3

In your example, you say "patents B and C contain patent A's claims". That is not the case in your example. They build upon the information taught in patent A. The issue will be whether the claims in B and C are obvious variants from the teachings embodied in the claims of patent A. We can't tell that from "W, X, Y, Z". If adding step W at the start and ...


2

Yes, but it depends upon the claims. If the claims in the continuation are different enough from the claims in the granted patent there might be no issue of double patenting at all. If the examiner asserts that you do have double patenting it will most likely be the judicially created "obviousness" type. You can argue that the examiner is wrong or ...


2

Double patenting results when the right to exclude granted by a first patent is unjustly extended by the grant of a later issued patent or patents.The doctrine of double patenting has been created to prevent the unjustified extension of patent exclusivity beyond the term of a patent. The following criteria are considered for the issue of double patenting, ...


1

What happens when a TD is taken to a patent which itself is a continuation of a patent family that now has been sold? Per 35 USC 154 (c).1: The term of a patent that is in force on or that results from an application filed before the date that is 6 months after the date of the enactment of the Uruguay Round Agreements Act shall be the greater of the 20-...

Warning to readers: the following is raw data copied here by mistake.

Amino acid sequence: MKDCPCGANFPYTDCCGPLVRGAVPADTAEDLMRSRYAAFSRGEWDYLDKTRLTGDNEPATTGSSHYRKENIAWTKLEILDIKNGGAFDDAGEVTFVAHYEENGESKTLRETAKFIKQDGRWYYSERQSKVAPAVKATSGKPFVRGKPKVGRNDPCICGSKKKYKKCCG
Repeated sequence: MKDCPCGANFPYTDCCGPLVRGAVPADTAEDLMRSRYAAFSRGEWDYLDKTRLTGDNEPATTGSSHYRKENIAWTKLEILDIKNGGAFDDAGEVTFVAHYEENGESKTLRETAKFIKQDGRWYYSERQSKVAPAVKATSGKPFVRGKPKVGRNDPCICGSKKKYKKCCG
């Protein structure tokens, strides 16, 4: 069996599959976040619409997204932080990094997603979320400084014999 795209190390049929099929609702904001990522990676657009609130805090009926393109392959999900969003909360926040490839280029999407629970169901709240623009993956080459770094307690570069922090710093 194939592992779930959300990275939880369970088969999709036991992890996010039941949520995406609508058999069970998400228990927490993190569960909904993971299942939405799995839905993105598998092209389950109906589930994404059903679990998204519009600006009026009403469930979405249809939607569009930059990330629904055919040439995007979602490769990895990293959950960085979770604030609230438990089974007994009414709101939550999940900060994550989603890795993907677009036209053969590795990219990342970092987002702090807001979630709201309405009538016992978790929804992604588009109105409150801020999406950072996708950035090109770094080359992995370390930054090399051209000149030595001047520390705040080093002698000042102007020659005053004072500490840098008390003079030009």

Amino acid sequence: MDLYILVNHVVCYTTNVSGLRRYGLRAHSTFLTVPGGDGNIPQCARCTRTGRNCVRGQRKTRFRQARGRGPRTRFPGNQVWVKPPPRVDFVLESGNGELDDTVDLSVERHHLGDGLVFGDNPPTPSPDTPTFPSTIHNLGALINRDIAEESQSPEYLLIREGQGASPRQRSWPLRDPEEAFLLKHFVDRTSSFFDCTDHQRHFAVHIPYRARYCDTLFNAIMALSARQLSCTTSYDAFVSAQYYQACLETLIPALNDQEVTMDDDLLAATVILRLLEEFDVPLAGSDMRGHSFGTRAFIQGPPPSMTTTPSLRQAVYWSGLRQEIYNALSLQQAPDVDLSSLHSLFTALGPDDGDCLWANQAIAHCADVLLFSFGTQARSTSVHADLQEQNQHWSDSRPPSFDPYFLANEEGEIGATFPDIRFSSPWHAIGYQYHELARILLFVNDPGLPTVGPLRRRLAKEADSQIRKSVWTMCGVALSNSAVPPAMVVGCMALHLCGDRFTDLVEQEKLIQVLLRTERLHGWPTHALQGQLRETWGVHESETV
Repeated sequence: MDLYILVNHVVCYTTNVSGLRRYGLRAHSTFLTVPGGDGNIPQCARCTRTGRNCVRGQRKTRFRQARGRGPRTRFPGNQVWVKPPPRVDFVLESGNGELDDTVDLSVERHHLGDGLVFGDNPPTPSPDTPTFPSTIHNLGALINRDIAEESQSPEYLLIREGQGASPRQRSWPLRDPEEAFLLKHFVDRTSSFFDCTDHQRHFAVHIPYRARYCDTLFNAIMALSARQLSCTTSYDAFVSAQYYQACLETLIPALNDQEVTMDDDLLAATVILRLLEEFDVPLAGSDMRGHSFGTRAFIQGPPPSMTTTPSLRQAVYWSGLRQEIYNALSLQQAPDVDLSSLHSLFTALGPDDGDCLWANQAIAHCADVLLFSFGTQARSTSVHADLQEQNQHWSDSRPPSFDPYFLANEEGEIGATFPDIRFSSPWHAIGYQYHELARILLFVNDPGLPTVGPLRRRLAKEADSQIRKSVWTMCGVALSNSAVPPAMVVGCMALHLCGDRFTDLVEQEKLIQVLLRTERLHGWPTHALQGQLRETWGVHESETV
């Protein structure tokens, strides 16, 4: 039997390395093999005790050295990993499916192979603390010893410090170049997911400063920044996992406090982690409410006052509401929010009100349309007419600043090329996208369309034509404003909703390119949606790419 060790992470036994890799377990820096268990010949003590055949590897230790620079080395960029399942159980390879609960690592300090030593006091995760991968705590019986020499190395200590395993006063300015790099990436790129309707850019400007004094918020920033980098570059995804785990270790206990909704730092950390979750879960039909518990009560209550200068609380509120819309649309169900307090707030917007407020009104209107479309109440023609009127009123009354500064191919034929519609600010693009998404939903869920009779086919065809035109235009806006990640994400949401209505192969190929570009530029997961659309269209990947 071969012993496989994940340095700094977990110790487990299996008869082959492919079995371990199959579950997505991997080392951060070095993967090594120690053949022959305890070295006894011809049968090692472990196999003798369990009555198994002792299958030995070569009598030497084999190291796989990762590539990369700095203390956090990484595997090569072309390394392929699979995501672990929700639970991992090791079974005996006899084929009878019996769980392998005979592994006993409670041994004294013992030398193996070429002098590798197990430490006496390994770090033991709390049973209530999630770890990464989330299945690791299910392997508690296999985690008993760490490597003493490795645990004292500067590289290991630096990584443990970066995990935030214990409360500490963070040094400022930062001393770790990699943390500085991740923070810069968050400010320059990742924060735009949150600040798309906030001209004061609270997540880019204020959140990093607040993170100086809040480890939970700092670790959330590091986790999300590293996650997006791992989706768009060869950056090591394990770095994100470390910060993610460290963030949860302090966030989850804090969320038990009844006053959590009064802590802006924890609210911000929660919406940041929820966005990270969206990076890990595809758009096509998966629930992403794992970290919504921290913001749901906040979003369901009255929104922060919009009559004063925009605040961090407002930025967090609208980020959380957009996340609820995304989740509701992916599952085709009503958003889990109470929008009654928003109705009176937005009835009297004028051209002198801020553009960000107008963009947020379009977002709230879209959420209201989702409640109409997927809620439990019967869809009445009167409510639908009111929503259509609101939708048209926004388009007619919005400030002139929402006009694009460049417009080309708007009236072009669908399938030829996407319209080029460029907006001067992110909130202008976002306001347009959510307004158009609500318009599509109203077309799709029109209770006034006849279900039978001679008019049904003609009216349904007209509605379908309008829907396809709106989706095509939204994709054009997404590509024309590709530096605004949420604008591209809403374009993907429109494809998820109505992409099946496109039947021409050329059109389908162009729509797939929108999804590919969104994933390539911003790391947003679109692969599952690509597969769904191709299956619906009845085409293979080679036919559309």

1

I think the word "related" is the key here. A divisional application generally cannot get an obviousness-type double patenting rejection over its parent/child/sibling. So you will not need a "terminal disclaimer". This means that you will have an easier time selling each patent to a different buyer. Also, if one patent gets a term adjustment, it will stick. ...


1

Probably not. Where the claims of an application are the same as those of a first patent, they are barred under 35 U.S.C. 101 - the statutory basis for a double patenting rejection. A rejection based on double patenting of the “same invention” finds its support in the language of 35 U.S.C. 101 which states that “whoever invents or discovers any new and ...


1

A Terminal Disclaimer is a written statement by a patent owner stating that the owner has disclaimed, or renounced legal claim to, a period of a later-issued patent that would extend beyond the expiration of an earlier-issued patent. The terminal disclaimer avoids one type of double patenting rejection as long as both the patents are commonly owned. There ...


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